This diet is one of the few on this list actually supported by medical professionals. The protein and olive oil-filled diet has been consistently linked to health benefits and a recent study revealed that this way of eating protects your chromosomes from deteriorating.

5. DASH Diet

Considering that 67 million Americans have hypertension (high blood pressure) and only about half have their condition under control, Dietary Approaches to Stop Hypertension is unsurprisingly nestled in the center of the list. This diet is rare in its universality of application from doctors and nutritionists alike. The diet functions as a way for those afflicted with hypertension to lower their sodium intake as well as their cholesterol.

6. Military Diet


This is actually a form of intermittent fasting. Participants lose weight by eating less than 1,000 calories for three days, followed by four days off (though it’s encouraged to limit calorie intake to 1,500). On this diet, you can eat a spectacular feast consisting of cheese, crackers, bananas, more crackers, tuna and even more crackers. You can only drink unsweetened tea and water, but can cheat with black coffee.


7. HCG Diet


Easily the most dangerous diet on this list, this diet consists of taking over-the-counter HCG supplements (the fertility hormone can only be legally administered by a health professional) and taking in 500 to 800 calories a day. The HCG component is largely a gimmick and unapproved by the FDA, but eating so little will result in unhealthy, short-term weight loss.

8. South Beach Diet


This diet plan also offers a fitness regimen and three stages. Health professionals recommend skipping the first stage, which is highly restrictive and typically results in the rapid loss of 13 pounds, and following the balanced second stage to achieve weight loss goals. The third stage simply gives tips to maintain your ideal weight.

9. Super Shred Diet


This is one of those too-good-to-be-true, lose 20 pounds in four weeks diet…that apparently works. Dr. Ian Smith created the Shred program, then decided to amp it up to a month of well-timed portion control. Moderation is key and you can enjoy things like coffee and bacon without feeling guilty.

10. The Doctor’s Diet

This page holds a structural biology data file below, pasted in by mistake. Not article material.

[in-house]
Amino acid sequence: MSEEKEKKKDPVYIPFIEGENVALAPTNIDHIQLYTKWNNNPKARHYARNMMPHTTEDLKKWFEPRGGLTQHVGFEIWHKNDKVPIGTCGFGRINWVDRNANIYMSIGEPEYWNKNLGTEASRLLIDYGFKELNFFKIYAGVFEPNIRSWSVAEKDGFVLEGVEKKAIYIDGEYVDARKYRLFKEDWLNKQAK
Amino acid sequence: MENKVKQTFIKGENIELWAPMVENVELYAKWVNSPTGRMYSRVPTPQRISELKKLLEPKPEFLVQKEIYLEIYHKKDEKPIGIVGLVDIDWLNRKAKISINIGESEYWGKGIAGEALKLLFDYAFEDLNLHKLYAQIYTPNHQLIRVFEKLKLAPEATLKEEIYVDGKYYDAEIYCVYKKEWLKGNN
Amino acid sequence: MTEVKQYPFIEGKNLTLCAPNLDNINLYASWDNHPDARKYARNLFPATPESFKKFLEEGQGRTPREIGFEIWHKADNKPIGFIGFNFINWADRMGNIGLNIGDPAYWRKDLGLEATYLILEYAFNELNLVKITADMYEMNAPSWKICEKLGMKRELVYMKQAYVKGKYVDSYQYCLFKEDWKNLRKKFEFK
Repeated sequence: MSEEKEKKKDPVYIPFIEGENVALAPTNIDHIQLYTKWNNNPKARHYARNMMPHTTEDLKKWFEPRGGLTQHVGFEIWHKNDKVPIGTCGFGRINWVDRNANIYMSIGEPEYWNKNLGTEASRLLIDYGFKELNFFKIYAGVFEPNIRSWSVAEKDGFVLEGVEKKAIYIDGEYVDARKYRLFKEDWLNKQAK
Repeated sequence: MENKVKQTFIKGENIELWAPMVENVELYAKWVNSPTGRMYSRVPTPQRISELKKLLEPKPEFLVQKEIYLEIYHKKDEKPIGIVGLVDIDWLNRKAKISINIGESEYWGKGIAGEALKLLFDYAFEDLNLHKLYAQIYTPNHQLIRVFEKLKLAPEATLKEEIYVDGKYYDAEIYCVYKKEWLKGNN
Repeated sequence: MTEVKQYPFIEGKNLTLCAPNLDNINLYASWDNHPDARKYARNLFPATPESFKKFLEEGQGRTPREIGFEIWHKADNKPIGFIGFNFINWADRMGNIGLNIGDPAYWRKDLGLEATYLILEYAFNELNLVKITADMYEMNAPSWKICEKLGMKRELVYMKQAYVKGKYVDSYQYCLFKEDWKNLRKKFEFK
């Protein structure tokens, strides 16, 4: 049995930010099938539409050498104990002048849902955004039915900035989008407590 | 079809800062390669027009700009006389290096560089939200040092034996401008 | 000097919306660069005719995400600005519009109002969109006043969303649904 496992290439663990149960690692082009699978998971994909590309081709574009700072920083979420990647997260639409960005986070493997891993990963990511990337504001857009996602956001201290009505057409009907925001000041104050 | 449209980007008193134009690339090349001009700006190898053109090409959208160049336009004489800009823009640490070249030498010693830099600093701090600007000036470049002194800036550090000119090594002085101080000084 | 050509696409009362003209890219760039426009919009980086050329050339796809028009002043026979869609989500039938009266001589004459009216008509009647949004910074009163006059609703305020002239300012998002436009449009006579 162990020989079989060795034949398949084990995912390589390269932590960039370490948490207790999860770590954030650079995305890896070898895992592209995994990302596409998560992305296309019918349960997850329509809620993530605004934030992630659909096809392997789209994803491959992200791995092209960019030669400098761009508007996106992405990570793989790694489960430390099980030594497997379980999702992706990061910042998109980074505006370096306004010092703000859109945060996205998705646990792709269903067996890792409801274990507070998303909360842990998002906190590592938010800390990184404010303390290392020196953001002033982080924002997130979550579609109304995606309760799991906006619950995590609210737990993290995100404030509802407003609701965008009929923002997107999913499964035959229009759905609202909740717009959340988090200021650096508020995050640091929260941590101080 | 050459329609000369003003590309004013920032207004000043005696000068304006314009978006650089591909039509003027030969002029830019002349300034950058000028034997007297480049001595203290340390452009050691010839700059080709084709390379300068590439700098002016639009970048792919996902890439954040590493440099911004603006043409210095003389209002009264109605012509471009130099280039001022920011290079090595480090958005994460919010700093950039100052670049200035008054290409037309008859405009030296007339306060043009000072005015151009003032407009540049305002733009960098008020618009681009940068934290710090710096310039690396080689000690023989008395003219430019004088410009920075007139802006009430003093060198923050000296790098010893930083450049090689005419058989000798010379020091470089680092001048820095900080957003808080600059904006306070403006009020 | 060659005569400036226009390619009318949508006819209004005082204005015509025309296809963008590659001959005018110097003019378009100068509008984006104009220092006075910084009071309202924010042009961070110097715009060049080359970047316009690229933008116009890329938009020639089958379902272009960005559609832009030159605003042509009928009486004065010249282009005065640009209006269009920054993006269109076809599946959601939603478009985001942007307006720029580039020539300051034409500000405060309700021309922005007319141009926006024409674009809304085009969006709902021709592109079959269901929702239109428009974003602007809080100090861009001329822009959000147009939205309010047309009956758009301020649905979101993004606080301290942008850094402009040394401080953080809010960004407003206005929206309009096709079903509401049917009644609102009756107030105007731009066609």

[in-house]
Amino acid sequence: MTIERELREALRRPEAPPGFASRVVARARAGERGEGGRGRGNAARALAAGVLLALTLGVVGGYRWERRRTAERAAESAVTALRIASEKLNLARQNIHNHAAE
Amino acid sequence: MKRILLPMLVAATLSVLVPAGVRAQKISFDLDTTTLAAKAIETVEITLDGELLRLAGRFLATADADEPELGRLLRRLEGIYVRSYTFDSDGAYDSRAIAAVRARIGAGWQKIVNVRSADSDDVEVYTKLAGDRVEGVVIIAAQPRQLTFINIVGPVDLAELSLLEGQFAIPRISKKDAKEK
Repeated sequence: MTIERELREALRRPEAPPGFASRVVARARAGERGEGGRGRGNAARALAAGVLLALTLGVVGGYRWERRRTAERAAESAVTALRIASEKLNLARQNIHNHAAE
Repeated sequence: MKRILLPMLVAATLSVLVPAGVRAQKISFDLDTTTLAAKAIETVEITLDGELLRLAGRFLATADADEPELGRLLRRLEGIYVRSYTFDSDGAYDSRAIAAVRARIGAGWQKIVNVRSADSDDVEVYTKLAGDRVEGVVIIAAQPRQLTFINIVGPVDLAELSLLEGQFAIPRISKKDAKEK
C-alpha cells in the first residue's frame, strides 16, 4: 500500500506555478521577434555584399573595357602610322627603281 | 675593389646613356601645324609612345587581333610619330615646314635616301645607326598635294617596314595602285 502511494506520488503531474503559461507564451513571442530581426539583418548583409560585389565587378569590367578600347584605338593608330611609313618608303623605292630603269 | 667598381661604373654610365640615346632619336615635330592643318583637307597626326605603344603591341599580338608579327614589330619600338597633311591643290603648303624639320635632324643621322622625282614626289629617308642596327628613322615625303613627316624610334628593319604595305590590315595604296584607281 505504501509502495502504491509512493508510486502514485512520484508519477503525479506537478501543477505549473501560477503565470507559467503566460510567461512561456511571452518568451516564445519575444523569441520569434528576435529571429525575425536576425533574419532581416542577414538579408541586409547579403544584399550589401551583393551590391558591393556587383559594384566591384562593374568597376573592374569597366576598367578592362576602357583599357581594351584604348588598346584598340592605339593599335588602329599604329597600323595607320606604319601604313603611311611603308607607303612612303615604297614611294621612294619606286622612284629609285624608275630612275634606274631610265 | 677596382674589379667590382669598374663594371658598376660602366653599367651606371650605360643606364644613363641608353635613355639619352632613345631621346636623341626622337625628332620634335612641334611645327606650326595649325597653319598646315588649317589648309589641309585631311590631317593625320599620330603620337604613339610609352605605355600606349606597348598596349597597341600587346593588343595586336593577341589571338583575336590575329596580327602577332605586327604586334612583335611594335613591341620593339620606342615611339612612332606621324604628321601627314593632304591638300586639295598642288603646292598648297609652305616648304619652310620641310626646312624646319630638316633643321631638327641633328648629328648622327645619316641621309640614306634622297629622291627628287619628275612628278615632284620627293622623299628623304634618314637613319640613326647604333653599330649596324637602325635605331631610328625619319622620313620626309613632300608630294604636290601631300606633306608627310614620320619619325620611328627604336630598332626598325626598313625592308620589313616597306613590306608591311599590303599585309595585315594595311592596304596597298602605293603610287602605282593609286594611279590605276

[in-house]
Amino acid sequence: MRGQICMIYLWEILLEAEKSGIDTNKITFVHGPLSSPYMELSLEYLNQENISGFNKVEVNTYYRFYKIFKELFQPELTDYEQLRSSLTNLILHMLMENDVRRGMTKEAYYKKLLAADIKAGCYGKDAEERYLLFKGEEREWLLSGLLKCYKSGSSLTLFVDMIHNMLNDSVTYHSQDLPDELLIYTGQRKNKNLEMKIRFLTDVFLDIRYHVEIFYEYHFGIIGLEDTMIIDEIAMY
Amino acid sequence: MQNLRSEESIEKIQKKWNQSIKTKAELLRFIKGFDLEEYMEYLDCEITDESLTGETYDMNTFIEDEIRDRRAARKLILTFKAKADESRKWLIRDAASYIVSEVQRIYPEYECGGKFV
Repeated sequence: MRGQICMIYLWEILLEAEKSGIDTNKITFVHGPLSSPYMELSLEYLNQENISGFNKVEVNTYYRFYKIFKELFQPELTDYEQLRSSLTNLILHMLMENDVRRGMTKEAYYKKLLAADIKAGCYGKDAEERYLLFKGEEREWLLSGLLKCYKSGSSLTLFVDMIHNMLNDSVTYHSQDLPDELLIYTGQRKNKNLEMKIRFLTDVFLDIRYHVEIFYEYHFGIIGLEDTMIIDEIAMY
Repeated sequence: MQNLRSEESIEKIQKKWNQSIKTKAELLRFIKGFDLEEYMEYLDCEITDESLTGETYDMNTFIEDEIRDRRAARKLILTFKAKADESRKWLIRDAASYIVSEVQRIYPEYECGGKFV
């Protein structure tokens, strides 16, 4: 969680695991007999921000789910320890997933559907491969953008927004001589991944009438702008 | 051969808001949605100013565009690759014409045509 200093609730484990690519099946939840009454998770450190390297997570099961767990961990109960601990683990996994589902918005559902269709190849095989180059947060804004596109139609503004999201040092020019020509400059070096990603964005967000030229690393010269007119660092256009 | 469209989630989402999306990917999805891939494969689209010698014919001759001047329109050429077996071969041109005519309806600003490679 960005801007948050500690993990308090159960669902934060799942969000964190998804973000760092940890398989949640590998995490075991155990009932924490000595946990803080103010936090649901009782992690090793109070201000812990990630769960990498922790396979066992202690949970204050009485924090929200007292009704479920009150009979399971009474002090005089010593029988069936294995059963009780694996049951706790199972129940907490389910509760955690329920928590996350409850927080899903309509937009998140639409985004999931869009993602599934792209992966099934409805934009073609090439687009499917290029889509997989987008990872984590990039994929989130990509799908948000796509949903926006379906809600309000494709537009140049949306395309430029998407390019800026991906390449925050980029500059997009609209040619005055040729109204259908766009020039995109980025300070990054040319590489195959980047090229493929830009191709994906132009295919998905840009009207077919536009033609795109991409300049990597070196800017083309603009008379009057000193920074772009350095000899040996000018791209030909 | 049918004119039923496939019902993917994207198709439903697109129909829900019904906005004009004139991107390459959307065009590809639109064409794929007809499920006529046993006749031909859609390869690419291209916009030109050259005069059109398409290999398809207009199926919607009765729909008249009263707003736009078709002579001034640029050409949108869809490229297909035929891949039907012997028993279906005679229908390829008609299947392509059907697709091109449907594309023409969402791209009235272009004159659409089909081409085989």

Dr. Travis Stork is adorable. He gives out food prescriptions for another jump-start-styled diet that has three stages lasting 14 days each. The Doctors co-host’s plan has been primarily reported on from an anecdotal context due to its vague, unsubstantiated content.


Samoa Donuts

Paleo Caramel picmonkey5-003

Recipe: Urban Poser

Packaged Food

Sriracha-Lime & Korean BBQ Beef Jerky Are Not Your Average Gas Station Fare


This is not your average gas station, so-so beef jerky. It’s the real deal crafted by Angeleno Matt Lauster of Dried and True — an “artisan” jerky company of sorts.

After swooping up a commercial dehydrator, Lauster began making his own homemade jerky — finding a local meat supplier to provide him with up to eight pounds of roast. He then would undergo the process of cutting the fat and gristle off the meat, slicing it into thin pieces, and finally marinating each slice in his custom sauces.

Thus, Sriracha-lime, Balsamic Vinegar, Garlic Habanero and Korean BBQ jerky flavors were born (with the Sriracha being homemade as well, of course). Other, more subdued flavors like original and peppered were also created and Lauster is still crafting new concontions, like the lemon pepper marinade that is currently in its early developmental stages.


“I’m already doing jerky in a different way that’s kind of unique, but I think the flavors as well are a big contributor in the attention it has received,” Lauster told LA Weekly. “They’re not flavors that you’re used to hearing. They have some flair and a little more personality.”

Although, while Dried and True’s jerky gets kudos for being void of nitrates and MSG, this means it has a much shorter shelf life than its mass-market  competition. This makes it difficult for Lauster to sell his product to big-name retailers like Bristol Farms and Whole Foods. Luckily, the Sriracha-lime flavored jerky seems to be on a good path; it sold out at its debut at the Abbot-Kinney Festival and seems to be popular with those of us tired of stale, ho-hum jerky.

H/T LA Weekly